Natural Gas Has Our Back: Last Shot For A Better Climate Bill This Year

average natural gas price image

Average consumer natural gas pricing, 2006-2009.
Image credit:USEIA

It's easy to get the mistaken impression that "Big Coal" is losing strength mainly from the well placed blows of climate activists, or by it's own dunder-headed moves- lame ads, forged advocacy letters, and fly ash floods come to mind - leading to the cancellation of new coal-fired generation capacity. These factors, however, are mere nuisances, compared to the heavy artillery that has been hitting utilities and mining companies: falling natural gas prices, which just hit a 7-year low, and the possibility of serious mercury control regs are serious hits. The US natural gas industry, it turns out, is manning the big guns, aiming to take advantage of the lowered price to turn the USA away from it's heavy reliance on coal.T. Boone PIckens is probably loving this.

The Economic Times, in it's story titled Natural gas prices plummet to a seven-year low summarizes the trend:

HOUSTON: Natural gas prices plunged on Thursday to levels last reached in 2002 after an Energy Department report showed that the amount of gas in
storage had hit a record high for this time of year.

The sharp price decline of natural gas, to below $3 per thousand cubic feet from a peak of over $13 last summer, has been caused by a drop in demand from factories and homes because of the recession, coupled with a big expansion of domestic production over the last few years.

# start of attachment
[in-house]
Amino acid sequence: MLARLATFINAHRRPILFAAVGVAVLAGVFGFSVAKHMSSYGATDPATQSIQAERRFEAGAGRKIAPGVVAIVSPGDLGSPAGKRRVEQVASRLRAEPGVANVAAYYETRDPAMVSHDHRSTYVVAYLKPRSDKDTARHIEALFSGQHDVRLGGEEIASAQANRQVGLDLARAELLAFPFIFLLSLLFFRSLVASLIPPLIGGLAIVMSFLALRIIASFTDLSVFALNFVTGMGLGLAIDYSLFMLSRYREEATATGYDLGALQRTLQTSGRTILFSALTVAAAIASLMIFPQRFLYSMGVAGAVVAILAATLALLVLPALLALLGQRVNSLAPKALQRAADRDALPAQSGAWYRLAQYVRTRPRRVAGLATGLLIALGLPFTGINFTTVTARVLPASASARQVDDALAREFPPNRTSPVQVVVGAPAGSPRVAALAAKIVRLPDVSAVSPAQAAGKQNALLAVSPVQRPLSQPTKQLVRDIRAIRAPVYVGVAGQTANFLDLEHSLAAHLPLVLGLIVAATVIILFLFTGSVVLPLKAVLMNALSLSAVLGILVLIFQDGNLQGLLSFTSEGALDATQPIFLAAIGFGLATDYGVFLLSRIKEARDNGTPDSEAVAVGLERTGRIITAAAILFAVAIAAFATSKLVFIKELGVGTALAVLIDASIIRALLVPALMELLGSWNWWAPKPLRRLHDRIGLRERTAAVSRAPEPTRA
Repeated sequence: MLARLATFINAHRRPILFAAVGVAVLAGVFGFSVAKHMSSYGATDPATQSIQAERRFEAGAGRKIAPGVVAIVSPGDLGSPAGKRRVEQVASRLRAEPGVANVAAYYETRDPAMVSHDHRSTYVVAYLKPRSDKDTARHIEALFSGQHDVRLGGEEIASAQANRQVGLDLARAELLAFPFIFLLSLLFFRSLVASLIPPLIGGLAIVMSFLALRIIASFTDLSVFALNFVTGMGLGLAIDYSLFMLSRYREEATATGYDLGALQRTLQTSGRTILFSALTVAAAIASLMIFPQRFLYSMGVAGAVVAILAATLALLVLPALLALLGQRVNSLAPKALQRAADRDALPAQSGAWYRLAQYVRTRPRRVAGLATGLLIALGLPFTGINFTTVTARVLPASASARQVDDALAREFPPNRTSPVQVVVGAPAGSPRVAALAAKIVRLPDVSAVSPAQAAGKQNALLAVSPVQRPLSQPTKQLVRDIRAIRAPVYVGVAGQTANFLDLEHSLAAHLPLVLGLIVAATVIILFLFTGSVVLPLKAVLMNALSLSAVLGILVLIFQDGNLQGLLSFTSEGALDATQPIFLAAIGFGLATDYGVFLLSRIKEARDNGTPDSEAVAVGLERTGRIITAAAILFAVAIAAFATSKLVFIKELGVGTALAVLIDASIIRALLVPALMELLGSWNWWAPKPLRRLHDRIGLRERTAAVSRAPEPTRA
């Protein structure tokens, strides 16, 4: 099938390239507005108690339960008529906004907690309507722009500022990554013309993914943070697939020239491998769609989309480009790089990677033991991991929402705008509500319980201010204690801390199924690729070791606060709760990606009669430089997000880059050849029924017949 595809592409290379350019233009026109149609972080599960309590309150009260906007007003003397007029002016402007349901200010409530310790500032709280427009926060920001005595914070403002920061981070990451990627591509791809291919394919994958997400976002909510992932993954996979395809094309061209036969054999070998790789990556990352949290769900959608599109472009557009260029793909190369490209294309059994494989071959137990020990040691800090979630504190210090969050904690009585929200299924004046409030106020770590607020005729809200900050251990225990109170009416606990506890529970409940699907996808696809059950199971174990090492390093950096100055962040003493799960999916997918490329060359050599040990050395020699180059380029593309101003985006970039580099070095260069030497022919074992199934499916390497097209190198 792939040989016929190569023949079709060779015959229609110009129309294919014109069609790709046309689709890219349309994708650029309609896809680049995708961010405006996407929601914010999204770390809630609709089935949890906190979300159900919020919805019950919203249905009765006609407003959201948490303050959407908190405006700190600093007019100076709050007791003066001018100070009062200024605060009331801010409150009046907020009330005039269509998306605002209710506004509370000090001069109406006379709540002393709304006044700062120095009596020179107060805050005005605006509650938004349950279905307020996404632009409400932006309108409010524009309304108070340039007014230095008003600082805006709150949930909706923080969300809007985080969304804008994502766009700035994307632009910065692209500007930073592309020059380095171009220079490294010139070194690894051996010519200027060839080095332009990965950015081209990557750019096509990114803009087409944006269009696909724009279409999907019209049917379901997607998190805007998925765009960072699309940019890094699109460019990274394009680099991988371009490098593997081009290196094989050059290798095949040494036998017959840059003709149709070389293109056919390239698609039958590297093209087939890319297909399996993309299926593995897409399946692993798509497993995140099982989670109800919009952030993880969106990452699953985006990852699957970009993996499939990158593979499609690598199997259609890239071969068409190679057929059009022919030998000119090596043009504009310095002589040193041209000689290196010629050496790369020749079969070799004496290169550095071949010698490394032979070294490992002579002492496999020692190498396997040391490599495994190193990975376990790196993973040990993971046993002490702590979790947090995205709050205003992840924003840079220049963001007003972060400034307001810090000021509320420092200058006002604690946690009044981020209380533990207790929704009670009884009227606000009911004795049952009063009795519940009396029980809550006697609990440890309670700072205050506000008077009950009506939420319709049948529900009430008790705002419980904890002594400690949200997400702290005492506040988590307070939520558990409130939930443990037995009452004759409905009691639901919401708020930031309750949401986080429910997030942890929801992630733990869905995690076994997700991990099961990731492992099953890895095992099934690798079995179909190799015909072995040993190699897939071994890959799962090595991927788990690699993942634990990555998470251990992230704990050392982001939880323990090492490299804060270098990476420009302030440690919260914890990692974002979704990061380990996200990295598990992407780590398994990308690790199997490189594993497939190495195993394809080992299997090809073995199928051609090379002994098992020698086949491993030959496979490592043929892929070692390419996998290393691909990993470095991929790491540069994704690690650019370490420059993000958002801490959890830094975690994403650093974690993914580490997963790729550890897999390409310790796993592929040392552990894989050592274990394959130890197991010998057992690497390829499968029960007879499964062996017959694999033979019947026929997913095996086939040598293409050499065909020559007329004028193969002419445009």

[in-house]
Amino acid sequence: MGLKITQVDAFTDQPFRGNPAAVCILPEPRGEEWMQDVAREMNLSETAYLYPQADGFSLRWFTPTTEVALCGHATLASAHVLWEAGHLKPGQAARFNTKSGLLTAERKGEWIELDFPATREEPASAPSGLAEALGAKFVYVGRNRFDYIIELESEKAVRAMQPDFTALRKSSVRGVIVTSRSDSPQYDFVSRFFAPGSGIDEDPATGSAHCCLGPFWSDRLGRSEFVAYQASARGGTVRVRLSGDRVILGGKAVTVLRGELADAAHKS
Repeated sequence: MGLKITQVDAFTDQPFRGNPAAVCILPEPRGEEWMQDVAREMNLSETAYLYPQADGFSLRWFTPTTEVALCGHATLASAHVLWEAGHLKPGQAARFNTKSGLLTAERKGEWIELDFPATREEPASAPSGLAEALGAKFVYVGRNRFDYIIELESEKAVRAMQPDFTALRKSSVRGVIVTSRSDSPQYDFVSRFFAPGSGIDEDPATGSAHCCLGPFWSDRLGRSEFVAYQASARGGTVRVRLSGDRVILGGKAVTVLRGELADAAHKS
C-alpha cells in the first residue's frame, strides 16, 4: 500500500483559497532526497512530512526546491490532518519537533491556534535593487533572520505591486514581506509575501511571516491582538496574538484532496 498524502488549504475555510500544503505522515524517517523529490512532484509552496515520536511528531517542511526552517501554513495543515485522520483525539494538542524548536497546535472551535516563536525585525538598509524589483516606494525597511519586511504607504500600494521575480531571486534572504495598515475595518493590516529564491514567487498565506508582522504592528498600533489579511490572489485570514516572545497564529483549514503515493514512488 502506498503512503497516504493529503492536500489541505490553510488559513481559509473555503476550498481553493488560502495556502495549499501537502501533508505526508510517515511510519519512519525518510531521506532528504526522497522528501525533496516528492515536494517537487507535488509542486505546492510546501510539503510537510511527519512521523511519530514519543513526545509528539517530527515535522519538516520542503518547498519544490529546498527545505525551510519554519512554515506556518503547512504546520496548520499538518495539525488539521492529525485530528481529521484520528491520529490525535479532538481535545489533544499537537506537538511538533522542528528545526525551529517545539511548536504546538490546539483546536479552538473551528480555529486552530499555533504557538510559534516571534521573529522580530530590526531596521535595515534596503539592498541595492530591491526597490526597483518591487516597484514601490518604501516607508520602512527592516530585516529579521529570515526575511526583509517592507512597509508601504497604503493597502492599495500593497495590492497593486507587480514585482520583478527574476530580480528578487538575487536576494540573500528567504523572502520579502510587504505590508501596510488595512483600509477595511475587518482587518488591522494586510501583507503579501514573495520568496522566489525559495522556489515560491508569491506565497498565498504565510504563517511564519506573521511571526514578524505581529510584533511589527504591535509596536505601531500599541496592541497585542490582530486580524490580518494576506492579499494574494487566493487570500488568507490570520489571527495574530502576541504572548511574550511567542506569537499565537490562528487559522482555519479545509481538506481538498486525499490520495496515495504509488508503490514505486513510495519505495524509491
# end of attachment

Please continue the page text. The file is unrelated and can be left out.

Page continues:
In Washington DC, natural gas industry could become a coincidental ally of climate activists, helping to further subdue the power of Big Coal. According to the Times:
Gas executives saw a silver lining, arguing that the low prices will help them make a case in the Senate when it takes up energy and climate change legislation later this year. The gas companies want federal incentives to sway utilities to switch to gas from coal, and they want more government entities and businesses to convert their bus and truck fleets to compressed natural gas from diesel.

The House version of the legislation, passed in June, disappointed industry leaders who contend that coal interests got a better deal than they did even though gas is a cleaner fuel.

Yeah I know: natural gas is still a fossil fuel; and we need to live in a perfect world. Get over it - this is how policy making works in the real world, with disappointing trade-offs and surprising allies.

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